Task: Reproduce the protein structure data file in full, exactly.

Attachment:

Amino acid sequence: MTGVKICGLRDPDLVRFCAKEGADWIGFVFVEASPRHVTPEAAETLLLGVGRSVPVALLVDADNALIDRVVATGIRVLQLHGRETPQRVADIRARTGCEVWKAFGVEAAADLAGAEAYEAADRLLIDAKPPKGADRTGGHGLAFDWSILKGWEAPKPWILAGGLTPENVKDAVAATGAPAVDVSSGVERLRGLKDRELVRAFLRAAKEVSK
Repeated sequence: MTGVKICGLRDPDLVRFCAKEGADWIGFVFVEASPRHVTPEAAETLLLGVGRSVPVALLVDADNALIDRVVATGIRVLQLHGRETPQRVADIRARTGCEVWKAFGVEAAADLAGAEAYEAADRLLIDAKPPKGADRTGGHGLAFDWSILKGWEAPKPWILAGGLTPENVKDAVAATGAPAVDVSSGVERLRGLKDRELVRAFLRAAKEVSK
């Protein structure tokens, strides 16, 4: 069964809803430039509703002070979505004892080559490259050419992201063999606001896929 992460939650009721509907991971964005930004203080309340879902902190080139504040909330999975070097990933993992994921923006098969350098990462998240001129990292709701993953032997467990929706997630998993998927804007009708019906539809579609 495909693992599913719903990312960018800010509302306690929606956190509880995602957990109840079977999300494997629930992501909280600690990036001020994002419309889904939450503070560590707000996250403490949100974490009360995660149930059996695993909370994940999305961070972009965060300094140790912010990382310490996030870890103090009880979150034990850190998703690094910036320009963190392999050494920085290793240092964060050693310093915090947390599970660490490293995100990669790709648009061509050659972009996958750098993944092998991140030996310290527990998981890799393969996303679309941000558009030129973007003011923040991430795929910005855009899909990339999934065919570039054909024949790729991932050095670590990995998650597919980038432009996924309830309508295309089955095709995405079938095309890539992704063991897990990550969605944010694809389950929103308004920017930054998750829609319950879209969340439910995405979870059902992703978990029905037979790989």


Amino acid sequence: MTGVKICGLRDPDLVRFCAKEGADWIGFVFVEASPRHVTPEAAETLLLGVGRSVPVALLVDADNALIDRVVATGIRVLQLHGRETPQRVADIRARTGCEVWKAFGVEAAADLAGAEAYEAADRLLIDAKPPKGADRTGGHGLAFDWSILKGWEAPKPWILAGGLTPENVKDAVAATGAPAVDVSSGVERLRGLKDRELVRAFLRAAKEVSK
Repeated sequence: MTGVKICGLRDPDLVRFCAKEGADWIGFVFVEASPRHVTPEAAETLLLGVGRSVPVALLVDADNALIDRVVATGIRVLQLHGRETPQRVADIRARTGCEVWKAFGVEAAADLAGAEAYEAADRLLIDAKPPKGADRTGGHGLAFDWSILKGWEAPKPWILAGGLTPENVKDAVAATGAPAVDVSSGVERLRGLKDRELVRAFLRAAKEVSK
């Protein structure tokens, strides 16, 4: 069964809803430039509703002070979505004892080559490259050419992201063999606001896929 992460939650009721509907991971964005930004203080309340879902902190080139504040909330999975070097990933993992994921923006098969350098990462998240001129990292709701993953032997467990929706997630998993998927804007009708019906539809579609 495909693992599913719903990312960018800010509302306690929606956190509880995602957990109840079977999300494997629930992501909280600690990036001020994002419309889904939450503070560590707000996250403490949100974490009360995660149930059996695993909370994940999305961070972009965060300094140790912010990382310490996030870890103090009880979150034990850190998703690094910036320009963190392999050494920085290793240092964060050693310093915090947390599970660490490293995100990669790709648009061509050659972009996958750098993944092998991140030996310290527990998981890799393969996303679309941000558009030129973007003011923040991430795929910005855009899909990339999934065919570039054909024949790729991932050095670590990995998650597919980038432009996924309830309508295309089955095709995405079938095309890539992704063991897990990550969605944010694809389950929103308004920017930054998750829609319950879209969340439910995405979870059902992703978990029905037979790989």